That’s why they get to take the boat out May Amelia, Pappa says. Because they are boys. Do you want to end up on the bottom of the Nasel? We’re living in the wilderness and it’s a dangerous place, May Amelia, and you girl have a got a Nose For Trouble.
Pappa stomps away. Pappa is always so unfair to me all on account of Being A Girl. Maybe if there was another girl around he wouldn’t be this way. I hope for the hundredth time that I get a baby sister.
I sure do hope my luck gets better.
But things do not get better, they just get worse. Wilbert says that the Jackson family has no kind of luck.
A few days later when I am up and feeling better, the General Custer, the mail boat, is tied up on our dock when we get home from the schoolhouse. We only get mail a few times a month in these parts, usually depending on Uncle Aarno’s mood.
Uncle Aarno just brought the mail out a few days ago, Wilbert says, what’s he doing back here?
Uncle Aarno is sitting at the kitchen table with Mamma and Pappa and Grandmother Patience.
Hi Uncle Aarno, I say, excited to see him.
Hello there May Amelia, Uncle Aarno says. But there is no laugh in his voice and he is not in a joking mood like he usually is with us children, even his mustache appears to be drooping.
What’s going on Pa? Wilbert says.
Your fool of a brother Matti was at Mariah’s tavern last night in Astoria and now he’s gone missing. Shanghaied. Aarno believes he is on a ship right now intended for the Orient.
Shanghaied? Ivan and Alvin say in disbelief.
Our Matti? I say.
That’s certainly one way to travel the world, Wendell says shaking his head.
You’re sure, Uncle Aarno? Kaarlo asks skeptically.
That’s what I’m thinking, Uncle Aarno says, tugging at his beard. The boy has just plumb disappeared.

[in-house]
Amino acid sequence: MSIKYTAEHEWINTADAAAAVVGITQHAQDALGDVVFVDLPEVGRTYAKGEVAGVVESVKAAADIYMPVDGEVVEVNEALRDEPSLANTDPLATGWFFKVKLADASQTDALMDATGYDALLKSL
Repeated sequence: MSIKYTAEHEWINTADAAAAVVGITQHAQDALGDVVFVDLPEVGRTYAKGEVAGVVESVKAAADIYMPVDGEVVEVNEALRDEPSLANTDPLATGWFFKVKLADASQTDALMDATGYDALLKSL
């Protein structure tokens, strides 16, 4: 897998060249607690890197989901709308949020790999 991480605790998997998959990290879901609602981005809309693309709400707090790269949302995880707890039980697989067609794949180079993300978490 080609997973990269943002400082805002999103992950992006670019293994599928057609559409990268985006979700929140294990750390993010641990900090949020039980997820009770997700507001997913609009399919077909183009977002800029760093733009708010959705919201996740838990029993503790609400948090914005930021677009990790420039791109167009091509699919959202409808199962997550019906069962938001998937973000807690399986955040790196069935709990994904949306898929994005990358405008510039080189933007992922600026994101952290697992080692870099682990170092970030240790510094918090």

What are you gonna do, Uncle Aarno? Are you gonna track him down? I say.
Can’t track down what nobody’s seen, he says sadly.
I cannot believe that Matti has gotten himself shanghaied, I tell Wilbert. He’s too smart our brother Matti.
Wilbert says, You sure don’t know much about boys May Amelia.
I know plenty, I say. There are enough of them around here.
You sure don’t know about girls, then. I bet the Widow Mariah herself had something to do with it. She can be sweeter than maple syrup when she puts her mind to it, smart or not, Wilbert says.
The Widow Mariah is real notorious in these parts because she’s the only woman who owns a tavern. She’s got long white hair that she wears in a braid and it nearly reaches the back of her knees. Best of all, she smokes a pipe and keeps her money in her stocking high on her leg and thinks nothing of hiking up her skirt and pulling down the stocking for a coin.
She’s famous for shanghaiing men who drink in her tavern. Wilbert tells me she’ll slip something into their glass that knocks them out and then let them down a ladder to a rowboat waiting below where they’re rowed out to a ship. When they wake up, they’re far out at sea.
The trouble started when Mariah had her own husband shanghaied for ten dollars. Rumor is that when she slipped him down the ladder into the rowboat he fell into the water and sank to the bottom of the bay and drowned and she told everyone he was killed by pirates. Uncle Henry says that all the folks in town know the truth but it doesn’t stop them from going to her tavern because the fritters are so good.